Jacoby Ellsbury and Marco Scutaro were the lone bright spots for a team that had the biggest collapse in baseball history
Fresh off an epic collapse, the Boston Red Sox are trying to pick up the pieces from possibly the most disappointing season in Red Sox history. With no manger and a handful of overpaid players, Theo Epstein and the front office have their work cut out for them. That is, if Theo is still around...
With a long offseason in front of them, the Red Sox need to make some big changes to a team that was once thought of as a team certain for a 100 win season.
Here are 5 things they need to address.
With JD Drew almost certainly a goner, through retirement or free agency, the Red Sox need to decide what direction they want to go in in Right Field.
The emergence of Josh Reddick halfway through the season led many to believe he was the Right Fielder of the future. But with his late-season drop off, critics question whether he can be an everyday player.
Ryan Kalish is another option for the Sox. Kalish impressed the team last year with the little playing time he got. This season, he was plagued by injury and was never fully healthy.
Perhaps the Red Sox want to add a veteran to bridge the gap until they feel that Kalish is ready or perhaps they will do a platoon-like situation and have Reddick and Kalish split time.
Whatever it may be, the Red Sox must find production from Right Field.
Marco Scutaro was one of the hottest hitters in all of Major League Baseball in the month of September. He finished the season with a .299 average, batting near the bottom of the lineup most of the year.
It is hard to find this kind of value at the bottom of any order and Scutaro has proven he play almost everyday. With Jose Iglesias still not ready to contribute at the Major League level, the Red Sox need to pick up his six-million-option.
Jed Lowrie has again and again proven he can not be counted on to be an everyday player, and while Scutaro isn't flashy with the glove or the bat, he is the best option for the Red Sox.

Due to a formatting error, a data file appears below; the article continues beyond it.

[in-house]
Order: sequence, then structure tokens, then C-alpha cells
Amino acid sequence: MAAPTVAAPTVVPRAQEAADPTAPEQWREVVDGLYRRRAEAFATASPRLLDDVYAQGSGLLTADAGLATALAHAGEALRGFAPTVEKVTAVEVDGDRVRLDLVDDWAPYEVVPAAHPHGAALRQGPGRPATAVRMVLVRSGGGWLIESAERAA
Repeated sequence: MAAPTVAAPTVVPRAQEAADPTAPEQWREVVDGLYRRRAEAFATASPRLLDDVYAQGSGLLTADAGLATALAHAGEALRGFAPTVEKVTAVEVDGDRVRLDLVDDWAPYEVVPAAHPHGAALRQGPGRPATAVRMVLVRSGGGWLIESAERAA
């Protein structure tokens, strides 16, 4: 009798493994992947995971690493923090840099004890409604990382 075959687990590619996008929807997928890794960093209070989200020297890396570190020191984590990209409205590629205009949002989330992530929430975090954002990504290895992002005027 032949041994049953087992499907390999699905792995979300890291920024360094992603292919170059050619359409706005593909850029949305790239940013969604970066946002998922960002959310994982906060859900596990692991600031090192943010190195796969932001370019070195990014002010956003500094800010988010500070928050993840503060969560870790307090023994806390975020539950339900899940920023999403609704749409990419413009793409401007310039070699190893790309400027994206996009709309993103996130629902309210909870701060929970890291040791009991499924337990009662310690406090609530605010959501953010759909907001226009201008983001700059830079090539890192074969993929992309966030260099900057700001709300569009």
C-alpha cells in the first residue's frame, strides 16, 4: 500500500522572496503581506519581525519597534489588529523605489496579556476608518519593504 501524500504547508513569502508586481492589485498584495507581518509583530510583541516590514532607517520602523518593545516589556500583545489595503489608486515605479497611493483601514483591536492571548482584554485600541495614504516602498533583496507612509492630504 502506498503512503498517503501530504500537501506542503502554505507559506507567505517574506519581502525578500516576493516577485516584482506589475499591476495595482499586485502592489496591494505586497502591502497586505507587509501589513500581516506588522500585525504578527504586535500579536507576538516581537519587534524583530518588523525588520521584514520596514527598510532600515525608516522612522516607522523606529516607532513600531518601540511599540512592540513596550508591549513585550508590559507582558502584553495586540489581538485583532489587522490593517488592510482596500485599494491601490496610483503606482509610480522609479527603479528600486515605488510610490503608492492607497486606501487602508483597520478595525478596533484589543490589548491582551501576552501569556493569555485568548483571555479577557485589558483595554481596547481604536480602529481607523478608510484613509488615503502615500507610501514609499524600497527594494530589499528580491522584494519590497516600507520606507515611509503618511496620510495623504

Before the season, many believed this would be David Ortiz's last go-around with the Red Sox. However, after a brilliant and rejuvenating season, Ortiz has earned at least two more seasons with the team.
With question marks surrounding team chemistry, Ortiz is a veteran presence who has been through two World Series runs and dealt with many different personalities in the club house.
Ortiz batted .309 with 29 HR's and 96 RBI this season, which would be hard to find with other DH's around the league. And with not many options on the market better than Ortiz, Boston's best bet is to bring Big Papi back.
Kevin Youkilis has been a dominant presence in the Red Sox lineup the last few years, but he may have worn out his welcome with fans and fellow teammates.
Youkilis plays the game as hard as any player out there, but his antics on the field turn a lot of people off. He is constantly showing up the umpire by arguing balls and strikes, and throws his bat and helmet almost every game out of frustration.
With injuries starting to be a concern with Youk, the Red Sox need to trade him while his value is still high to get a quality return.
Will Middlebrooks is one of the Red Sox top prospects and might only be a couple of years away from being a big leaguer. With the Sox hurting in the starting pitching department, Youkilis may be a trading chip.
John Lackey has been a major disappointment for the Red Sox the past two seasons and he will almost certainly be sent packing. Dice-K is in the same boat, so the Red Sox will be on the hunt for quality starters to fill their rotation that already includes Josh Beckett, Jon Lester, and Clay Buchholz.
Beckett and Lester seem to be the aces of the Sox' staff, but their lack of clutch pitching down the stretch is reason for concern. Beckett was dominant most of the season, but you never know what you are going to get year in and year out.
There are many quality starters on the market this offseason including C.J. Wilson, Mark Buehrle, and Hiroki Kuroda. Wilson will probably command top dollar on the market, which may eliminate the Red Sox because of high spending offseason in 2011. However the Red Sox went after Kuroda at the trade deadline and Buehrle has proven to be a viable starter over his career.
Whether it be through trade or free agency, the Red Sox MUST address the starting pitching or they face a long season again in 2012.